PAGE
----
• Verdict: Yes
  • The lesson: Prepare a polished presentation and know your numbers to impress investors.

Mamka online retailer

  • The entrepreneur: Matthew Conneridge
  • The investment:  £200 000 for a 10% stake
  • The idea: Online retailer
  • What the Dragons had to say: The Dragons felt that the amount asked for was excessive and based on an unrealistic valuation of the business – in fact, one Dragon remarked that for £200 000 he’d want 110% of the business. The high levels of stock held by the business also worried them – they questioned his control over stock management, and they were unhappy with his unusual stockholder arrangement, in which a partner held 20% equity in exchange for favourable discounts on products – what would happen if Matthew no longer wanted to stock that product? On the whole the Dragons thought that Matthew ran his online business badly. They felt that Matthew didn’t demonstrate that he was investable and they questioned his valuation of his business. They didn’t like the fact that he argued with the Dragons and that he didn’t listen to their advice. They said he hadn’t presented an investable business model and that he was ‘miles off’ in terms of the investment amount sought and percentage offered in exchanged.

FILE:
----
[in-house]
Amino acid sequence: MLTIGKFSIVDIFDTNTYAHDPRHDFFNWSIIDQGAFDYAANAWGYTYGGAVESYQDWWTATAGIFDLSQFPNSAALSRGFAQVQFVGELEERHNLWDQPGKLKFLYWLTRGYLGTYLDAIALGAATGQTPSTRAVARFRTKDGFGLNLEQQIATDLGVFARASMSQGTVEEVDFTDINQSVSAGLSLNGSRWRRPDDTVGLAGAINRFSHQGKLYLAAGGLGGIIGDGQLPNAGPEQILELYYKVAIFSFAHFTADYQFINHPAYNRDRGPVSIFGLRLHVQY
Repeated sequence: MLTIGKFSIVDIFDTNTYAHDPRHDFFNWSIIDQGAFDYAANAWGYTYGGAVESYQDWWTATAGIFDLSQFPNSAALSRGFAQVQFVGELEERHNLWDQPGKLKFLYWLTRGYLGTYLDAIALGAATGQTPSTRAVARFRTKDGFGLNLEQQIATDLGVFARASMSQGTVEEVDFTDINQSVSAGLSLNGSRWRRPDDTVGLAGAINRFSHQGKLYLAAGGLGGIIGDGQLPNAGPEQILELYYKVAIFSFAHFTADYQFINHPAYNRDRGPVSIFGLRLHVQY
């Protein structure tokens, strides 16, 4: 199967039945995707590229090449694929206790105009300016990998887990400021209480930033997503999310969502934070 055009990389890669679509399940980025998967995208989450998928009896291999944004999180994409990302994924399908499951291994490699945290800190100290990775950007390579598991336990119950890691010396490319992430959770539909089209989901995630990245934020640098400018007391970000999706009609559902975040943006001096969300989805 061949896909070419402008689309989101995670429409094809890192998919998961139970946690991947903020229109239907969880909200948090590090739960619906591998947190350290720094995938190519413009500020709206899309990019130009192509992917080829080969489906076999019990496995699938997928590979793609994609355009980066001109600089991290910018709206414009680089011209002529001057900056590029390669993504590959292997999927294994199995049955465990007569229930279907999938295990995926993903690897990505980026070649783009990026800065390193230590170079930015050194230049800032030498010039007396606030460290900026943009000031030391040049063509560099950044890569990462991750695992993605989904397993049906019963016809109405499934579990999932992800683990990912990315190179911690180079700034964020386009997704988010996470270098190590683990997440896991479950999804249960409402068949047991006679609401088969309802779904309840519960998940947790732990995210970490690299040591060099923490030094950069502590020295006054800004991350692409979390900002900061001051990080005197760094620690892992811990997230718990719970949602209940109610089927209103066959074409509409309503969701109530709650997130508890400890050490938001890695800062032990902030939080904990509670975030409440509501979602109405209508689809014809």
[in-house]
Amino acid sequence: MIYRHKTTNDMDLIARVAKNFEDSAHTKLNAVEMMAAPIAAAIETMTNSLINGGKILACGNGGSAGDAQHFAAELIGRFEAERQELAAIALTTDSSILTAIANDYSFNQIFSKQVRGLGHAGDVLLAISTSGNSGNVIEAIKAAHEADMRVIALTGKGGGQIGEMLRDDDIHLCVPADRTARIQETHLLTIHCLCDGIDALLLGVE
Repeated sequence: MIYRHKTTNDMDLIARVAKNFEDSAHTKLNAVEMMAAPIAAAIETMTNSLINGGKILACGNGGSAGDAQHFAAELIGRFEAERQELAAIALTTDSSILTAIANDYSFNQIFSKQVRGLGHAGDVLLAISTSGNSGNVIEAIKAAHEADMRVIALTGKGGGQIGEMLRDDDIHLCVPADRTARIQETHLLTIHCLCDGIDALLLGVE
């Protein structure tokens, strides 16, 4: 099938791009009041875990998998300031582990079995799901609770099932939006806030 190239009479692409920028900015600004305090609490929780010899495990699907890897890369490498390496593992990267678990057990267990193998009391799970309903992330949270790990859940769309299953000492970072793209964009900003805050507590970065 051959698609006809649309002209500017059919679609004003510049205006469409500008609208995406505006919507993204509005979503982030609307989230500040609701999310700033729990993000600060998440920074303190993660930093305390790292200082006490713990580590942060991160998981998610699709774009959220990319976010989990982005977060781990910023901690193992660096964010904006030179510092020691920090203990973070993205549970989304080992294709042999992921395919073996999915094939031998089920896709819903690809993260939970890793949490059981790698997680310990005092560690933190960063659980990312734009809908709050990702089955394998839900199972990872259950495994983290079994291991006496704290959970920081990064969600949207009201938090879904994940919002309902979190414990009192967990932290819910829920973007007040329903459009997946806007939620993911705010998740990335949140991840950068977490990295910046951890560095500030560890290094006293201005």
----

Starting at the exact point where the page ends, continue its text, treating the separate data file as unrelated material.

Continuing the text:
• What he did right. Matthew showed that he’d been in business for five years and achieved £2 million in turnover, as well as a small profit. In that time he’d expanded into a bigger distribution centre. In his presentation he demonstrated growth in his business, had a good grasp of figures and mentioned his large stockholding – which ended up being his undoing with the Dragons.
  • What he did wrong: He mentioned his shareholders almost as an afterthought and was vague about how the 20% stockholding arrangement worked. He failed to demonstrate a USP that would set him apart from the many other online retailers out there. All he could say was that his business was ‘better’. Matthew proved closed-minded to business advice offered by the Dragons. He was vague about how he came to his valuation of the business and was defensive while being questioned by the Dragons.
  • Verdict: No